It doesn't take a hurricane, a presidential debate or an Apple product announcement to find yourself overwhelmed by the ceaseless flood of updates pouring into your social networks.
Thanks to Zuckerberg's Law -- the belief of Facebook's co-founder, Mark Zuckerberg, that people share twice as much every year as they did the year before -- there really is more information than ever before. Twitter posts can be generated at the rate of several thousand per second for some news events.
Fortunately, there are easy ways to manage Facebook, Twitter and Instagram so that your brain feels less engorged by feeding tubes of information.
Inevitably, the core problem is that you're trying to see too many things. So first, you should embrace what the digital entrepreneur Anil Dash has called "the joy of missing out." You're not going to see every update from every person ever. In fact, that's the big secret about controlling the waterfall of content that social networks mercilessly dump on your head every second: You're not supposed to consume every drop.
Facebook designed its News Feed, which is the first thing you see when you go to Facebook.com, to deal with this problem. The stream of updates from your friends isn't ordered chronologically from top to bottom, but based on how relevant those updates are for you, at least according to Facebook's algorithms.
The simplest way to manage what you see in the News Feed is to "like" or comment on the kinds of updates you want to see more of, said Will Cathcart, a Facebook product manager. Based on those "likes" and comments, he said, Facebook "will try to do a better job in the future of putting similar stories toward the top of the feed."
If you have the opposite problem and you want to see less of a particular person or kind of update, every item in the News Feed has a triangle-shaped icon in the top right corner. Clicking it will give you the option to hide the post. If you hide it, you'll get additional options to change what kind of updates you see from the poster (or in the case of Facebook apps, ensure that you never see another invitation to play Diamond Dash again).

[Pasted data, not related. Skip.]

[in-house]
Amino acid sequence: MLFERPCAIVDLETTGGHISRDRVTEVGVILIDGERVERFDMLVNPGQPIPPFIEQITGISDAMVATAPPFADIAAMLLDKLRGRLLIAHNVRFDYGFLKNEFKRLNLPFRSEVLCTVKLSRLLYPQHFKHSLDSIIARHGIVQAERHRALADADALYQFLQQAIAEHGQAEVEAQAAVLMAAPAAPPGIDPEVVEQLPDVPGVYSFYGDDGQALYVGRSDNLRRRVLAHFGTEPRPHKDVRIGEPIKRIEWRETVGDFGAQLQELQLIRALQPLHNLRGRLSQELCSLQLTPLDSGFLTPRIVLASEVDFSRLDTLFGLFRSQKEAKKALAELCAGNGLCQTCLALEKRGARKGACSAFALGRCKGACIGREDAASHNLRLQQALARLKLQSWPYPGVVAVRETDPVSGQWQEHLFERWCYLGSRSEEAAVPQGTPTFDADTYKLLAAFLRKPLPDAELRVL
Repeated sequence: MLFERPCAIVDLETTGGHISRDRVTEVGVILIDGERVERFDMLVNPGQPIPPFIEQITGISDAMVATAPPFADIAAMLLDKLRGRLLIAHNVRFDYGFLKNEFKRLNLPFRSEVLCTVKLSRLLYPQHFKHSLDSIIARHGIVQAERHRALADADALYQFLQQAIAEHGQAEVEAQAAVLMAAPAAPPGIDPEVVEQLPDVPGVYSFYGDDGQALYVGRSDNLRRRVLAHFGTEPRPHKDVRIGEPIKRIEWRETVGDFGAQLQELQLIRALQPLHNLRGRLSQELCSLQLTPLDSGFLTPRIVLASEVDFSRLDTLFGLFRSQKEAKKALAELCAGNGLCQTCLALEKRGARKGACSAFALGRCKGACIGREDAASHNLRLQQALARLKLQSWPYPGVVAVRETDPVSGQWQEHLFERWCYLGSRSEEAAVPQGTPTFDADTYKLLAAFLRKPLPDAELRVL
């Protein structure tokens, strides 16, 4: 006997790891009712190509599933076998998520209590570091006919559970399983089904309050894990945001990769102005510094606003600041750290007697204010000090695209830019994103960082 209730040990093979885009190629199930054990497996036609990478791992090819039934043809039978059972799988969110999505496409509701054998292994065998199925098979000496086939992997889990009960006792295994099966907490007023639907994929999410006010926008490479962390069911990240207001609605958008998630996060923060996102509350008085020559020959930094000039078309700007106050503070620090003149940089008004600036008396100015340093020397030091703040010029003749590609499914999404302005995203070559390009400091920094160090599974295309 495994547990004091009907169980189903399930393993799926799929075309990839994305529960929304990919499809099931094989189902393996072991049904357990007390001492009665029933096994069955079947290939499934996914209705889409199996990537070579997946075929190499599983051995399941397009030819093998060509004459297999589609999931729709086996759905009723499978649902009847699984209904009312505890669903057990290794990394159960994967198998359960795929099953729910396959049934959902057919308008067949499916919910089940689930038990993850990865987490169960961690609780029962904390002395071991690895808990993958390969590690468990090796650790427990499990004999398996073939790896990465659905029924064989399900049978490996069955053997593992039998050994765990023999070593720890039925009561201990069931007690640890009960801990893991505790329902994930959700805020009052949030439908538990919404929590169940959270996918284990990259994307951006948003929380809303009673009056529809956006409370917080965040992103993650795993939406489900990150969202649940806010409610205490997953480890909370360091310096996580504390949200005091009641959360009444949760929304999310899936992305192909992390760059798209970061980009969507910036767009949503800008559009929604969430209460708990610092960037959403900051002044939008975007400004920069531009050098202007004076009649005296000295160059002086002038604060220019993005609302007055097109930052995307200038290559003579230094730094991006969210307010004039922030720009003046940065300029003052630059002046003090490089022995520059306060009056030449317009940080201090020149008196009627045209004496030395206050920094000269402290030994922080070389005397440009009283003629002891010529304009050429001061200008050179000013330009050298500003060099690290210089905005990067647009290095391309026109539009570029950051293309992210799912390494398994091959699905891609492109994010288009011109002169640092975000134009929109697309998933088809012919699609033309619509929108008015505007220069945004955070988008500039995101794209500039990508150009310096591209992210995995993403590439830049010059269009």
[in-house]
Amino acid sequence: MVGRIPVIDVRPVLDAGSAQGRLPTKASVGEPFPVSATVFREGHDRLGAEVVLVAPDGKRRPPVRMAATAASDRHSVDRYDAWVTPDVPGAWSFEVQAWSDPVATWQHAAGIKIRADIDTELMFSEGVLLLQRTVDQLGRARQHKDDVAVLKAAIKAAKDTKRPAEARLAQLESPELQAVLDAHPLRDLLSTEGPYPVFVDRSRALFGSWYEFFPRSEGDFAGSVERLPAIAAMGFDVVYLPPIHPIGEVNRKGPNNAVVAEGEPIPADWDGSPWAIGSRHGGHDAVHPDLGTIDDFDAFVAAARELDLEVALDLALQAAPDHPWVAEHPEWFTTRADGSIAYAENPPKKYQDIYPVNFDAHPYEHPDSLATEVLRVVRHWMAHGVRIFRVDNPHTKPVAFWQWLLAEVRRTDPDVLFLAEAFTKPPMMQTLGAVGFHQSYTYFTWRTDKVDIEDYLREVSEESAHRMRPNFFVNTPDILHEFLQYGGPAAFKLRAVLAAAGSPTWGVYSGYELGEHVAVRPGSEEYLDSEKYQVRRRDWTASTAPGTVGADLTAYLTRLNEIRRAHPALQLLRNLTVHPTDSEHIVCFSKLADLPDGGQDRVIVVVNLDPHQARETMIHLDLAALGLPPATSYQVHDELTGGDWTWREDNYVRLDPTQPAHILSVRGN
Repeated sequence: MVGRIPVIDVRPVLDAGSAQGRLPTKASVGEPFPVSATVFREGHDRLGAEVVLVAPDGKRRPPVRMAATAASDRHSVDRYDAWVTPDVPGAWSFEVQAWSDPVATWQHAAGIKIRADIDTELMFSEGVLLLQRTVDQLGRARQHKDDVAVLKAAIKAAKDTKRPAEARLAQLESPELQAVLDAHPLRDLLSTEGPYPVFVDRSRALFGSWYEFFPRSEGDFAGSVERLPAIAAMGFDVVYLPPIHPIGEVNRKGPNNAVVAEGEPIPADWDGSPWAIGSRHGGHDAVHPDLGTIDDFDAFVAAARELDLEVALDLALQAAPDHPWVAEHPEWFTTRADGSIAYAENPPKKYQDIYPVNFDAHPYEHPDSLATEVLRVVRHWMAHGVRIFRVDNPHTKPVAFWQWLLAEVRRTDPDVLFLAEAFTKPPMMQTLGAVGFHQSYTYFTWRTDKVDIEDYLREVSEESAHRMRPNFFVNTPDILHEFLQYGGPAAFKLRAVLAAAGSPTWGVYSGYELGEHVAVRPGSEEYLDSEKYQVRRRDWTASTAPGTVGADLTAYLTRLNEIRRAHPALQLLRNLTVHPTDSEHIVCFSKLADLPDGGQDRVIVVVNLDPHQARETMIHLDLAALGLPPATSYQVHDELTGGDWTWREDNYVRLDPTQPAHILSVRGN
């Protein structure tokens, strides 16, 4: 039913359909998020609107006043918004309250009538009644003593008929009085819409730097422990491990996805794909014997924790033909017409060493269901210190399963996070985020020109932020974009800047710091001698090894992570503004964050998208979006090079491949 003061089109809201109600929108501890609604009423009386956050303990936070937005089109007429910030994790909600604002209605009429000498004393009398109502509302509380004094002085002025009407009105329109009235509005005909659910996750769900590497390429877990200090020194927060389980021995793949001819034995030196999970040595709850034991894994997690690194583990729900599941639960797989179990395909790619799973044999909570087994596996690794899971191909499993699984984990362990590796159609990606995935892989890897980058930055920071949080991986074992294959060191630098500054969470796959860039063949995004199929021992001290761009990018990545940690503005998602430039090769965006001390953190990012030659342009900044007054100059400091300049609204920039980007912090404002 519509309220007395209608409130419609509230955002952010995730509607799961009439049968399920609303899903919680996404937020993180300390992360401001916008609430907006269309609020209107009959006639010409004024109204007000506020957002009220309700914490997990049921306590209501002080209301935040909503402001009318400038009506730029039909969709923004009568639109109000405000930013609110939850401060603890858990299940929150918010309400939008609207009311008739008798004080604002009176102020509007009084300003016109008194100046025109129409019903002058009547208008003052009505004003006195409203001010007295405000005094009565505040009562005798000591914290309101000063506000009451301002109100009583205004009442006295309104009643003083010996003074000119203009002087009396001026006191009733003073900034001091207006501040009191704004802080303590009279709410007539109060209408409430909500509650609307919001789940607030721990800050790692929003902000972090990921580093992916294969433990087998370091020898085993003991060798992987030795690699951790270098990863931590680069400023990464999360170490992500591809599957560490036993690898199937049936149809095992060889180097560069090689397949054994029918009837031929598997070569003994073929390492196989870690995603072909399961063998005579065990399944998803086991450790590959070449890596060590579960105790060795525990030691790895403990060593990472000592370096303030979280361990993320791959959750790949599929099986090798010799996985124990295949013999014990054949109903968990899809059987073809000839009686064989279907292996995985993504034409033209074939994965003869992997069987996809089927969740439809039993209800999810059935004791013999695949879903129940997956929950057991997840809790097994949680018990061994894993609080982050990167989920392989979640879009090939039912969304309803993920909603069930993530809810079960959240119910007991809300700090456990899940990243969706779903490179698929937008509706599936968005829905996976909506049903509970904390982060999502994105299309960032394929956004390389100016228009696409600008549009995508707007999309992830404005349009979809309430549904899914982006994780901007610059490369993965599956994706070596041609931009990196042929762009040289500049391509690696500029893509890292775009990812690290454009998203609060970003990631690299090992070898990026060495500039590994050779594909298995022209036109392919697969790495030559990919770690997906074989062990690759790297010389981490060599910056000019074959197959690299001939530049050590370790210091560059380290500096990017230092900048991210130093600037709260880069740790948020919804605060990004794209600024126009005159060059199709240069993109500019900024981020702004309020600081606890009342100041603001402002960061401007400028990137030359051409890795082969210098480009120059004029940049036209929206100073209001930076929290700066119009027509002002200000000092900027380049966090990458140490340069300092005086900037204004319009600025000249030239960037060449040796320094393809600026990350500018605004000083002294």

The settings get quite detailed -- maybe you only want to see photos and music updates from a particular person -- or you can choose to see "only important" updates. Important updates are determined by a number of signals, says Mr. Cathcart, like how other people are reacting to a post, but Facebook tries to home in on "things that are very meaningful," like changes in relationship status.
You could also choose the sniper rifle option and "unsubscribe" that person. The elegance of unsubscribe is that it banishes their updates from your News Feed, but you still appear as friends, so there's no chance anybody's feelings will get hurt. (Though in 2012, everyone should realize it's Facebook; it's not personal.)
A relatively new feature that's only been promoted to some Facebook users, says Mr. Cathcart, is the option to organize whom you see in your News Feed by creating a series of lists that streamline the process of picking which friends you want to see less of in your News Feed. To use it, look to the left of your News Feed or after you hide a post, you may be prompted to organize who you see in your News Feed. Designating people as "acquaintances" tells Facebook to only show their "important" updates, which cuts down on their communication. Conversely, adding friends to your "close friends" list adds more weight to their updates, so you'll see more of them at the top of your feed. (Fortunately, these are private lists, so none of your friends will see how you rank them.)